Are Medications Causing Dry Eye? - SightMD Skip to main content

January 09, 2022

By: Jeffrey Martin, MD

Are Medications Causing Dry Eye?

Woman looking at a computer screen and rubbing her eyes

Dry eye is a very common problem.  It affects women more than men and becomes more prevalent as people get older.  It can present in many ways but typical symptoms include:

  • Feeling like there‚Äôs something in your eye
  • Burning and stinging
  • Redness
  • Blurred vision
  • Dryness.  

Excessive tearing is another symptom, although it seems a bit backwards. Because the lack of moisture irritates the eye, your body reacts with a sudden flood of tears. Unfortunately, this flood of tears can wash out other important components of the tear film which are necessary for proper lubrication. 

There are several medications which have the potential to worsen the symptoms of Dry Eye.  Here are the broad categories and specific medications that have been known to potentially worsen the symptoms of Dry Eye.

Blood Pressure Medications-Beta Blockers such as Atenolol (Tenormin), Diuretics such as Hydrochlorothiazide.

GERD (gastro-esophageal reflux disorder) Medications have been known to increase dry eye symptoms. These medications include Cimetidine (Tagamet), Rantidine (Zantac), Omerprazole (Prilosec), Lansoprazole(Prevacid), Esomeprazole (Nexium).

Antihistamines are more likely to cause dry eye: Diphenhydramine (Benadryl), loratadine  (Claritin) Less likely to cause Dry Eye: Cetirizine (Zyrtec),  Desloratadine (Clarinex) and Fexofenadine (Allegra).  Many OTC decongestants and cold remedies also contain antihistamines and can cause dry eye.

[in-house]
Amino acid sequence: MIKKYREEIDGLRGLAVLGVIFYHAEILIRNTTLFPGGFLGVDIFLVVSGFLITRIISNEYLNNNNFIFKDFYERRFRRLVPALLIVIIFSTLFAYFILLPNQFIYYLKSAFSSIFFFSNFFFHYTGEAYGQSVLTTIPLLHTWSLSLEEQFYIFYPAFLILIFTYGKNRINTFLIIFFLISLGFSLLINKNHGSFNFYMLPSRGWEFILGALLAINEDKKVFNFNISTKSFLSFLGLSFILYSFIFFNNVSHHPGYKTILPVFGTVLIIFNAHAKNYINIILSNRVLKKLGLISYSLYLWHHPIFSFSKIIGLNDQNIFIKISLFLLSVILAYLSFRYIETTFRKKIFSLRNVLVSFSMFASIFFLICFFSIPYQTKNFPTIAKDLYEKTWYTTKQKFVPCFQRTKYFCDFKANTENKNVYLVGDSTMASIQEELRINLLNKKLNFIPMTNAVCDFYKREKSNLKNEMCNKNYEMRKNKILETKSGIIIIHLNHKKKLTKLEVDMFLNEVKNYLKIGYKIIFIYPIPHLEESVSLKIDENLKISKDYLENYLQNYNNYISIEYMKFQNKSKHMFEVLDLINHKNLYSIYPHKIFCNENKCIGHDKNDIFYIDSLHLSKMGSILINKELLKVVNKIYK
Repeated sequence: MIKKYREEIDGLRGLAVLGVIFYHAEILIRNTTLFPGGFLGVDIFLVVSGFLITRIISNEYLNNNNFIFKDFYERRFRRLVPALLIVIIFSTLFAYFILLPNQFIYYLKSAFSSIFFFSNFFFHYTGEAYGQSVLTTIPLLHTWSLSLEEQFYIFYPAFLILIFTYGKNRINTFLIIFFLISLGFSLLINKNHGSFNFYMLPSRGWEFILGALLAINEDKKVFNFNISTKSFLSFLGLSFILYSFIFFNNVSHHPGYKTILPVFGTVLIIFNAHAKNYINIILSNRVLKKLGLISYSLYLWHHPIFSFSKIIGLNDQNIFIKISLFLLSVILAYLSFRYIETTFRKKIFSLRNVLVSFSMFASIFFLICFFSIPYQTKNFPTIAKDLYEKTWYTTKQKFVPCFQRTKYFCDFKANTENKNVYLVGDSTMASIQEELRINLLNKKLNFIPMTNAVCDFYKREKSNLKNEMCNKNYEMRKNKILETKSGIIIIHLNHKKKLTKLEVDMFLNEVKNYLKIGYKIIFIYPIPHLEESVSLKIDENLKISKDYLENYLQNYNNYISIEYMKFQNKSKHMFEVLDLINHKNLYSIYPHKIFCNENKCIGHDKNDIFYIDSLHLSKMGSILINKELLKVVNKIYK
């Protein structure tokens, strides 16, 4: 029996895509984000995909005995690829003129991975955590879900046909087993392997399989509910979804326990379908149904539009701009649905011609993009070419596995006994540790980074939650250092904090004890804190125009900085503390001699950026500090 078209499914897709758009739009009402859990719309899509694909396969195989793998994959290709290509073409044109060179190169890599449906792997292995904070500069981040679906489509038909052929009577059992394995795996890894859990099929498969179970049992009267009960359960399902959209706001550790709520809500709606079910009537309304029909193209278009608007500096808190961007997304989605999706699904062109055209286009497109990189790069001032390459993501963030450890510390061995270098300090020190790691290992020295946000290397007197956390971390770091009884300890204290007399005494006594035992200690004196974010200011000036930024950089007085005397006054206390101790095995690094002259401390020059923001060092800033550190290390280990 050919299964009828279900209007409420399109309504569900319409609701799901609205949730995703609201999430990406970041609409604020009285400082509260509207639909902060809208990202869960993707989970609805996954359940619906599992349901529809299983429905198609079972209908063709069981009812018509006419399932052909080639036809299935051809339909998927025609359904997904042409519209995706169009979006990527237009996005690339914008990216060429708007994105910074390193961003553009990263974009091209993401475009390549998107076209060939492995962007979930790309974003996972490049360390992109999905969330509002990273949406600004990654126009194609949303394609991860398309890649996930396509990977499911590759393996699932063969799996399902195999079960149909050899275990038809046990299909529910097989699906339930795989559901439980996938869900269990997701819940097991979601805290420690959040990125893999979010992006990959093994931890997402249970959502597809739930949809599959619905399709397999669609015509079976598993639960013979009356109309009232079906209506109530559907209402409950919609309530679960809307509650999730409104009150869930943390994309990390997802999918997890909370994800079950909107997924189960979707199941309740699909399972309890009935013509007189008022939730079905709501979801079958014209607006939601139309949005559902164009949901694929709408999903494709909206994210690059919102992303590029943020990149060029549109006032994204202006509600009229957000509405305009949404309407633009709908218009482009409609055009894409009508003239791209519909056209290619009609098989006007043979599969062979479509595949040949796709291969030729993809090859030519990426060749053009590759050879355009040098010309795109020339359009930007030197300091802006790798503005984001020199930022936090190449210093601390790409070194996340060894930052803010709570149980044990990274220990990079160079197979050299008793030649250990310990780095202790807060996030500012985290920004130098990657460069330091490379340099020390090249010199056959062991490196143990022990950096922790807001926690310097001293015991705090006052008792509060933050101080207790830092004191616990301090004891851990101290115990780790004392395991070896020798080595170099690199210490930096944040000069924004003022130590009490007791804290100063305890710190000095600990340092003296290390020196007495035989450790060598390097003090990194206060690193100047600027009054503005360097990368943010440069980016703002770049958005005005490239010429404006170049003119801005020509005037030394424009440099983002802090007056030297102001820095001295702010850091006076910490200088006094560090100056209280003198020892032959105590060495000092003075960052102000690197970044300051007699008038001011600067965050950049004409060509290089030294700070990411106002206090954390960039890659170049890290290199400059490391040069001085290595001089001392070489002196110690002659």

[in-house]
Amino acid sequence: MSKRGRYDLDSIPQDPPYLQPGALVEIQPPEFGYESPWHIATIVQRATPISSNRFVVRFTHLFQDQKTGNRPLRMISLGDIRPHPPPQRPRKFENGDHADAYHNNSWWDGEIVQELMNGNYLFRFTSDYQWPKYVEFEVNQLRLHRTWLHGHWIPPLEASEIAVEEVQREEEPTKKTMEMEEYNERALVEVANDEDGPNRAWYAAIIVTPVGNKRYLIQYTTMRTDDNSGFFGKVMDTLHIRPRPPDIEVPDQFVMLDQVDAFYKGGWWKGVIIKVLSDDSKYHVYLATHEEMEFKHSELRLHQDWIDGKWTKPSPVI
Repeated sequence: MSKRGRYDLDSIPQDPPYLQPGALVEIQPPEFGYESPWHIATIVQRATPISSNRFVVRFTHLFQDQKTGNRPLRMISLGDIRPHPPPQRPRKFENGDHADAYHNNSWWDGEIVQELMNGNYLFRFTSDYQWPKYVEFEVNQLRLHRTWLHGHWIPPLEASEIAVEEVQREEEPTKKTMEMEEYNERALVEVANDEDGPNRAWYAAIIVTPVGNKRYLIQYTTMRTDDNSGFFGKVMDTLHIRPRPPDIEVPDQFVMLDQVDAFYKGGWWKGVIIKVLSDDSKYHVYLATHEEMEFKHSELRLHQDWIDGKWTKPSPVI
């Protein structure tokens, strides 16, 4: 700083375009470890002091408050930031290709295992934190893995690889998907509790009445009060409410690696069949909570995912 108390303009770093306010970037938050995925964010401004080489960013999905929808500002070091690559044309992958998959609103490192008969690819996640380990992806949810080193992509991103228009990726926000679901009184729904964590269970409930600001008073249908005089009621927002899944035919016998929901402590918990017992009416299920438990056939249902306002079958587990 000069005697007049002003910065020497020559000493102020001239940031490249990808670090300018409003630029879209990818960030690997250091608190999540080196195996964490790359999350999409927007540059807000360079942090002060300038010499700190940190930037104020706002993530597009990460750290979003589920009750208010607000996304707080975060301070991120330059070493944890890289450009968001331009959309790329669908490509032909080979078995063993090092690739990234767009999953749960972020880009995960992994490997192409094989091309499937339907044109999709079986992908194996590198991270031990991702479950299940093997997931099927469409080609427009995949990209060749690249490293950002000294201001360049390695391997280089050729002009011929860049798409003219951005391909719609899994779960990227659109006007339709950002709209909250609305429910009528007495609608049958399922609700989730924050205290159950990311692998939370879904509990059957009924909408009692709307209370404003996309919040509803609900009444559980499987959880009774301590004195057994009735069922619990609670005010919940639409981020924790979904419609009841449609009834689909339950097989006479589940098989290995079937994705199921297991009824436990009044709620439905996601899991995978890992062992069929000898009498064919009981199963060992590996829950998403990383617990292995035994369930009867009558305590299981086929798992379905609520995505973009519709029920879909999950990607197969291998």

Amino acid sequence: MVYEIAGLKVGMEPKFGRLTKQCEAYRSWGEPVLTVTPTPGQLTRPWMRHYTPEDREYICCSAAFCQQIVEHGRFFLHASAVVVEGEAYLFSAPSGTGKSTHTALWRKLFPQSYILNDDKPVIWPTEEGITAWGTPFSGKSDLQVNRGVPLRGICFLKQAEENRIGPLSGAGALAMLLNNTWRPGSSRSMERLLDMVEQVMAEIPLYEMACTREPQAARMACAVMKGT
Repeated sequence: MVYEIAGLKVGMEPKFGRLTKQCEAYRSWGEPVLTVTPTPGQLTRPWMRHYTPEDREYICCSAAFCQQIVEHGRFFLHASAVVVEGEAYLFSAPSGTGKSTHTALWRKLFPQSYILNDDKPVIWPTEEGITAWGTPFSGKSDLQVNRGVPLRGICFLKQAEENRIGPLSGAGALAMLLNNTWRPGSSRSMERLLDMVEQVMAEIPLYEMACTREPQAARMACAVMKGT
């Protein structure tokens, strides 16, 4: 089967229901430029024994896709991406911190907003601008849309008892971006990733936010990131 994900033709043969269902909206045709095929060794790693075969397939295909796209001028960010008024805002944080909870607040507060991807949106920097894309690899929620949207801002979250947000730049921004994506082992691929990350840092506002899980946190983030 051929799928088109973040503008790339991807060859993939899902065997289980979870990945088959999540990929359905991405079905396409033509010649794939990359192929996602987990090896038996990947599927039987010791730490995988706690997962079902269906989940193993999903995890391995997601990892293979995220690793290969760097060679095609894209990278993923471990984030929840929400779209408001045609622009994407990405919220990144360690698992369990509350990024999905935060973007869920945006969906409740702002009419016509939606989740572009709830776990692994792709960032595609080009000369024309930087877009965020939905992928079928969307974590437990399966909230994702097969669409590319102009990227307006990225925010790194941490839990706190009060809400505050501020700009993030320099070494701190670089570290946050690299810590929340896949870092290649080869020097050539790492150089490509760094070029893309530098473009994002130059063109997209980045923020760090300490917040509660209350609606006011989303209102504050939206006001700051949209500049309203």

Antidepressants Almost all of the antidepressants, antipsychotic and anti-anxiety drugs have the propensity to worsen the symptoms of dry eye.

Acne Medication especially Oral Isotretinoin

Hormone Replacement Therapy specifically the estrogen in HRT has been implicated in rry eye.

Parkinson’s Medication Levodopa/Carbidopa (Synamet), Benztropine (Cogentin), Procyclidine (Kemadrin)

Eye Drops In addition to oral medications many eye drops can actually increase the symptoms of dry eye especially drops with the preservative BAK.

If you are suffering from dry eye and are using any of the medications above you should discuss with your Ophthalmologist and Medical Doctor.  Don’t stop these medications on your own without consulting your doctors.